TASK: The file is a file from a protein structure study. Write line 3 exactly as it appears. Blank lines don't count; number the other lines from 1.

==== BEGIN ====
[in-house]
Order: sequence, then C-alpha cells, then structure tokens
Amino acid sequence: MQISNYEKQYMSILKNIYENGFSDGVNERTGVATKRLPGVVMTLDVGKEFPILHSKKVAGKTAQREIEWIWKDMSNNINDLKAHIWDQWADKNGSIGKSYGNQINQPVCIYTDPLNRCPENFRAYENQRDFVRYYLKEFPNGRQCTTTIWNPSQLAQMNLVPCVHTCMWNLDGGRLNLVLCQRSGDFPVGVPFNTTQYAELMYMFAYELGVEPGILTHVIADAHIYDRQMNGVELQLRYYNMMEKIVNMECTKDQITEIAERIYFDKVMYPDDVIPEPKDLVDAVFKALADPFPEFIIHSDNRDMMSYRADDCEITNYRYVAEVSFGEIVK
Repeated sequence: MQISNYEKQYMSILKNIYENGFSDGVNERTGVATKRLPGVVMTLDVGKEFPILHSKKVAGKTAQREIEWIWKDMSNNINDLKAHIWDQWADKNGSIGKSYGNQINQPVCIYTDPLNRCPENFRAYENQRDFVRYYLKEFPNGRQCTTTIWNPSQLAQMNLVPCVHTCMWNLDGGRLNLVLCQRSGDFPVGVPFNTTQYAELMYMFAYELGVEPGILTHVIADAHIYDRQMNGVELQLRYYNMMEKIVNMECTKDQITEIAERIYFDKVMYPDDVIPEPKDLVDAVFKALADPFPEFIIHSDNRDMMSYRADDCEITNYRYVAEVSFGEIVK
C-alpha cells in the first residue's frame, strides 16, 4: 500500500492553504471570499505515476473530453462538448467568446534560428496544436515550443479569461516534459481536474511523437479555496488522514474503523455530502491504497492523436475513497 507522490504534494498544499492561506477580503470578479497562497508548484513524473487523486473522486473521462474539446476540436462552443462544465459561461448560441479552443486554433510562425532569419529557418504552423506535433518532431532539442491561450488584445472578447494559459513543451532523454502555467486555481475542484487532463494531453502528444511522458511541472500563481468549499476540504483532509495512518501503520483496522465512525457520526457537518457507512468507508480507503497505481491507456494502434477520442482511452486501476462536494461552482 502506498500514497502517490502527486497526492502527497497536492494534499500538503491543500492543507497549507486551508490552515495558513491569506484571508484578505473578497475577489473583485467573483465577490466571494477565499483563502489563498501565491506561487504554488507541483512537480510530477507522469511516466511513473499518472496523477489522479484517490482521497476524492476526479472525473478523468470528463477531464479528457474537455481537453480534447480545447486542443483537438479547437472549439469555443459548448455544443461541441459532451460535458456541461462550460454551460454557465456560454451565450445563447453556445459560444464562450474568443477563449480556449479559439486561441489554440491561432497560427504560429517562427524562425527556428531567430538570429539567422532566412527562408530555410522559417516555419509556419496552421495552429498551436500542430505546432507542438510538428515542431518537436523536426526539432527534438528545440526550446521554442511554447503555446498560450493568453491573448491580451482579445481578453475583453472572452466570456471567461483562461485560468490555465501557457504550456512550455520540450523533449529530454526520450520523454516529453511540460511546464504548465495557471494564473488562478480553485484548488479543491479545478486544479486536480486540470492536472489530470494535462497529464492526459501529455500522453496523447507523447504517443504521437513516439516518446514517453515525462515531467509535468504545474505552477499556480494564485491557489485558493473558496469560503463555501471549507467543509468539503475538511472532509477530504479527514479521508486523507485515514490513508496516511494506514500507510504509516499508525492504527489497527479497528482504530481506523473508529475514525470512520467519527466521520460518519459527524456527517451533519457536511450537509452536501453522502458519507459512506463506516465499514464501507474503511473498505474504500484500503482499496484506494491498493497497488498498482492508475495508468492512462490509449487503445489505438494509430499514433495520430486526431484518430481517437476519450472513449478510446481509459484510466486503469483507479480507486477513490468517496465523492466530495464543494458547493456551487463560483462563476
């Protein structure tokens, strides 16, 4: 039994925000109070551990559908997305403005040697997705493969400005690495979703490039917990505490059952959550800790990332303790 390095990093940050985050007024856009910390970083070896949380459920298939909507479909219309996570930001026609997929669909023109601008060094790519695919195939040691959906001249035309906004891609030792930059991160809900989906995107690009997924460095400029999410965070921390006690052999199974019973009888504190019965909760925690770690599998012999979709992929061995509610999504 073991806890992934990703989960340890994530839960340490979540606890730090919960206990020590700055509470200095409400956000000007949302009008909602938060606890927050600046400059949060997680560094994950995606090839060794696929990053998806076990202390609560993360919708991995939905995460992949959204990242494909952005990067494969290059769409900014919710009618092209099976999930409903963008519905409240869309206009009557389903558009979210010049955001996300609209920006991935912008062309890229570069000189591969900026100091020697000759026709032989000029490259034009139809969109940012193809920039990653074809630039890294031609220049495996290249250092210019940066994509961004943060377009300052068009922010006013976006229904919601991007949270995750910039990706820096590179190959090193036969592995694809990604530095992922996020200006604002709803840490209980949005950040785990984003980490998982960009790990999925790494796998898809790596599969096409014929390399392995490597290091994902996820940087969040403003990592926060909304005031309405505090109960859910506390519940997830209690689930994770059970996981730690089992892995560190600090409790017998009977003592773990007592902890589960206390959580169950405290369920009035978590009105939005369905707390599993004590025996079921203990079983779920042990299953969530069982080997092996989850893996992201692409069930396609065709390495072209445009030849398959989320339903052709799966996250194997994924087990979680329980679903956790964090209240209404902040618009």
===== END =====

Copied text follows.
Amino acid sequence: MQISNYEKQYMSILKNIYENGFSDGVNERTGVATKRLPGVVMTLDVGKEFPILHSKKVAGKTAQREIEWIWKDMSNNINDLKAHIWDQWADKNGSIGKSYGNQINQPVCIYTDPLNRCPENFRAYENQRDFVRYYLKEFPNGRQCTTTIWNPSQLAQMNLVPCVHTCMWNLDGGRLNLVLCQRSGDFPVGVPFNTTQYAELMYMFAYELGVEPGILTHVIADAHIYDRQMNGVELQLRYYNMMEKIVNMECTKDQITEIAERIYFDKVMYPDDVIPEPKDLVDAVFKALADPFPEFIIHSDNRDMMSYRADDCEITNYRYVAEVSFGEIVK